With all the focus on unemployment, a lot of us have lost sight of the fact that those workers with jobs have not seen their wages rise significantly, if at all, over the last few years. The Boston Globe 's Jay Fitzgerald reports on the findings of a new study by Northeastern University's Center for Labor Market Studies that shows worker salaries have not moved up along with corporate profits. Corporate profits have increased by 93 percent before taxes from the fourth quarter of 2008 through the fourth quarter of 2011, rising to a record $1.9 trillion, according to Northeastern data. The Dow Jones industrial average has risen by 35 percent in the same time period, pushing above the 12,000 mark for the first time since 2008. And labor productivity, ultimately measured by the growth of the economy amid current labor market conditions, has increased by about 8 percent over the same three-year period. But mean weekly wages have risen only 0.4 percent over the past three years, to $796, or by $3, and weekly wages have actually fallen by 0.1 percent over the past year, or by $1 a week, according to Northeastern data. To Northeastern’s Sum, it all adds up to the slowest postrecession wage and salary recovery since the Great Depression - and the largest postrecession accumulation of corporate profits over the same period. It all ties back to jobs - or lack of them - and the subsequent pressures that are keeping labor market wages from rising, Sum said. “The bargaining power of workers has simply deteriorated,’’ said Gary Burtless, an economist at the Brookings Institute, a liberal-leaning think tank in Washington, D.C. “The supply-and-demand equation is off. Workers have no leverage to ask for higher salaries.’’ Some sectors like technology are seeing employment and wage gains, according to recent data from PayScale Inc., which tracks national employee compensation trends. But in many others, economists say, companies aren’t hiring more workers because consumer demand and the economy are still too fragile to justify long-term hiring commitments. Other firms are worried about major government policy changes - such as to the tax code or to the health care sector - that could disrupt their labor costs and bottom lines. It would seem that if unemployment rate drops at a quicker rate we should see wages rise again. But as Fitzgerald reports there are other factors at play. What would you look to, beyond unemployment, as key factors? Read the full article here .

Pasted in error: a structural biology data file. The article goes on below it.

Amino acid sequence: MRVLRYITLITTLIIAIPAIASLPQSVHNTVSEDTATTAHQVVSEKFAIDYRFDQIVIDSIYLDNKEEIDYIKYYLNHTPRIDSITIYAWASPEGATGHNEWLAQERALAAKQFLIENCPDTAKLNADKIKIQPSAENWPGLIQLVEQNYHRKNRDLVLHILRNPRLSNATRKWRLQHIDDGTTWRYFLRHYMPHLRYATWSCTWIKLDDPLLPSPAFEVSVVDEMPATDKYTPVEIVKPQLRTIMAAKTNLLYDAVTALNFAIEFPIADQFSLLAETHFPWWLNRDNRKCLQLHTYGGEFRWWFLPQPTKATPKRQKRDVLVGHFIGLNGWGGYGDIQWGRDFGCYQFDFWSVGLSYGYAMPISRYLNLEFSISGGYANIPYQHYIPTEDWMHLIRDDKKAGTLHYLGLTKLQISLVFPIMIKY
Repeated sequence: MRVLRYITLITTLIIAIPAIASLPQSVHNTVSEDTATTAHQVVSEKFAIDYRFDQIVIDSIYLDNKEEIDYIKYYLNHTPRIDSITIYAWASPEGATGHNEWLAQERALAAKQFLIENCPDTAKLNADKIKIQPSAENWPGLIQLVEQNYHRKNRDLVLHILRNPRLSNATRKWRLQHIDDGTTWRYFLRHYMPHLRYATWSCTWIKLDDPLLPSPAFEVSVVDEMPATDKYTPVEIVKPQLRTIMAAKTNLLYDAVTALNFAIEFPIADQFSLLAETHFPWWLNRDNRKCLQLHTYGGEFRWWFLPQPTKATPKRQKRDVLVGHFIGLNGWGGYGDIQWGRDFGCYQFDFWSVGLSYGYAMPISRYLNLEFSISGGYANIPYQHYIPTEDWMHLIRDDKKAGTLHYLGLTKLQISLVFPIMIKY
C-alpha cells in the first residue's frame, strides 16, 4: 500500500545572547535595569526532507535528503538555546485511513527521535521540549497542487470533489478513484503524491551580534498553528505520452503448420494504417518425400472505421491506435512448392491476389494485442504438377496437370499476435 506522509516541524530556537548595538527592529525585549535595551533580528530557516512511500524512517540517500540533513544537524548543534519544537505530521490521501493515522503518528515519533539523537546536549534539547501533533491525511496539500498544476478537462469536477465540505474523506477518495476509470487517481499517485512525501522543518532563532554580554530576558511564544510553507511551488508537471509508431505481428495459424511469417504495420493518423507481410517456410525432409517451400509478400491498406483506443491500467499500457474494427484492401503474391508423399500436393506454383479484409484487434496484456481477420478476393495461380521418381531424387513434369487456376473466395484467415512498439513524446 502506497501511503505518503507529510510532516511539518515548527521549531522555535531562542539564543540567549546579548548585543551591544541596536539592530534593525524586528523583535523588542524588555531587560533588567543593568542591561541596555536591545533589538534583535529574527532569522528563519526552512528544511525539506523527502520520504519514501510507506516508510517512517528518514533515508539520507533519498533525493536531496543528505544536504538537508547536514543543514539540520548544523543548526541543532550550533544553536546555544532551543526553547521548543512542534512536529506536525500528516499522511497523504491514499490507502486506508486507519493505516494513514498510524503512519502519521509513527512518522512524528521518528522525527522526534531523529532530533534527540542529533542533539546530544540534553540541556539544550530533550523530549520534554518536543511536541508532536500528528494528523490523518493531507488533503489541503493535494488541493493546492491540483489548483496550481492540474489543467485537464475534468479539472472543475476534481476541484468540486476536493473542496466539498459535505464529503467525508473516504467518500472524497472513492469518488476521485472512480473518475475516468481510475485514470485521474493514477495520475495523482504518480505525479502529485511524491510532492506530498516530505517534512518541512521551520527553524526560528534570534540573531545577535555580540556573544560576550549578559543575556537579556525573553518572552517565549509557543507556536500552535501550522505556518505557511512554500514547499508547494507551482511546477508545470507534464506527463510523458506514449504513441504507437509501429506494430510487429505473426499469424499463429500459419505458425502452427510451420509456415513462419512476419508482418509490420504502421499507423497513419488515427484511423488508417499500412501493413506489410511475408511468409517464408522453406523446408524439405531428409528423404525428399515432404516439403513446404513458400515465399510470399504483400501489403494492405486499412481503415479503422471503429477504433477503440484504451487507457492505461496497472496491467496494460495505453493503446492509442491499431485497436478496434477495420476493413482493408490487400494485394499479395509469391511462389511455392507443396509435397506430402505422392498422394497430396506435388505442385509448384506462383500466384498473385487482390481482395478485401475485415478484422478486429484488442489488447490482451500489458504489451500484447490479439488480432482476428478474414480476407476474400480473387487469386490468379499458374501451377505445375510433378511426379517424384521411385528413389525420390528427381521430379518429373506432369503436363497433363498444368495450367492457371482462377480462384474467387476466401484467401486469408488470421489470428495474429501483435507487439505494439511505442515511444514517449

Filed under: jobs, profits, unemployment, wages, labor market, unemployed, boston globe, jay fitzgerald, northeastern university, profitability, center for labor market studies, labor studies, labor market conditions